California Supreme Court Watch

Aug 24, 2022
In re N.R., S274943.

#22-233 In re N.R., S274943. (B312001; nonpublished opinion; Los Angeles County Superior Court; 20CCJP06523.) Petition for review after the Court of Appeal affirmed orders in a juvenile dependency proceeding. This case presents the following issues: (1) What is the definition of “substance abuse” for purposes of declaring a child a dependent under Welfare and Institutions Code section 300, subdivision (b)(1)? (2) Where a child is under the age of six, does a finding of parental substance abuse alone provide sufficient evidence to warrant juvenile court jurisdiction?

Review granted: 8/24/2022

Case fully briefed: 3/06/2023

Cause argued and submitted: 10/04/2023

Opinion filed: Judgment reversed: 12/14/2023

See the Court of Appeal Opinion.

See the Petition for Review.

See the Oral Argument.

See the California Supreme Court Opinion.  (In re N.R. (2023) 15 Cal.5th 520.)

“We granted review in this matter to decide two related issues associated with the exercise of dependency jurisdiction by the juvenile court.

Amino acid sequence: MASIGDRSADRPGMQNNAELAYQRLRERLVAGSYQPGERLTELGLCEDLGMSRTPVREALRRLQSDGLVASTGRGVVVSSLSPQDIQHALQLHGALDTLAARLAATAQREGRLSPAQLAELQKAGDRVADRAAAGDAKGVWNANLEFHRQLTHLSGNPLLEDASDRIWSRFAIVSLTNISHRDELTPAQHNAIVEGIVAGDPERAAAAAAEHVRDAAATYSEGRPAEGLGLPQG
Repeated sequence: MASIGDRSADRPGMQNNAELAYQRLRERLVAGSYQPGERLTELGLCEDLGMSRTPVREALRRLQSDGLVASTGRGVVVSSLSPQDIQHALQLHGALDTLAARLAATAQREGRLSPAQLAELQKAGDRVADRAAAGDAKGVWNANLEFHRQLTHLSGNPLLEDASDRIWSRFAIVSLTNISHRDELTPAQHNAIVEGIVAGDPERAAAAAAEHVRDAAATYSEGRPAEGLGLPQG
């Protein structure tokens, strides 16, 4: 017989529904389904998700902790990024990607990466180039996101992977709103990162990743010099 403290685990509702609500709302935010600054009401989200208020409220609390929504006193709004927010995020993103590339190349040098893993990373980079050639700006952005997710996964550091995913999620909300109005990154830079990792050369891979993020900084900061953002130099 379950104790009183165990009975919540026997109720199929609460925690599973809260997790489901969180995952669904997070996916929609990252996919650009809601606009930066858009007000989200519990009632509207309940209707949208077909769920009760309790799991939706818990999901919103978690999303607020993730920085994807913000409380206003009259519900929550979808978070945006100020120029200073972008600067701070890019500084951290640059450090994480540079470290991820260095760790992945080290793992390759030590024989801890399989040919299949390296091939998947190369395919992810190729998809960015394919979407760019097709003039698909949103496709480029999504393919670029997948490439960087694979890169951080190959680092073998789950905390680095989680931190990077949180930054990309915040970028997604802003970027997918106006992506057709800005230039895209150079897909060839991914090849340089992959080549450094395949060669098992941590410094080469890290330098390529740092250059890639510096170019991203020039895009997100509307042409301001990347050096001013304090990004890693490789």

The first issue concerns the meaning of ‘substance abuse’ as used within Welfare and Institutions Code section 300, subdivision (b)(1)(D) (hereinafter section 300(b)(1)(D))….  We interpret section 300(b)(1)(D) as assigning the term ‘substance abuse’ its ordinary meaning — essentially, the excessive use of drugs or alcohol.  Although a professional diagnosis or satisfaction of the DSM criteria for the pertinent substance use disorder can be relevant to ascertaining the existence of substance abuse under this standard, we do not read the statute as requiring such proof….

The second issue before us relates to how these additional requirements may be established.  Some courts have held that the existence of substance abuse by a parent or guardian, by itself, amounts to prima facie evidence of both an inability to provide regular care for a child and a substantial risk of serious physical harm when the child is of ‘tender years,’ a term that is sometimes used by courts to describe young children with limited ability to care for themselves.  We reject this tender years presumption as inconsistent with the Legislature’s intent, as manifested in the statutory text….

Consistent with these conclusions, we reverse the judgment below and remand this matter to the Court of Appeal for further proceedings consistent with our opinion.”

Chief Justice Guerrero authored the opinion of the Court, in which Justices Corrigan, Liu, Kruger, Groban, Jenkins, and Evans concurred.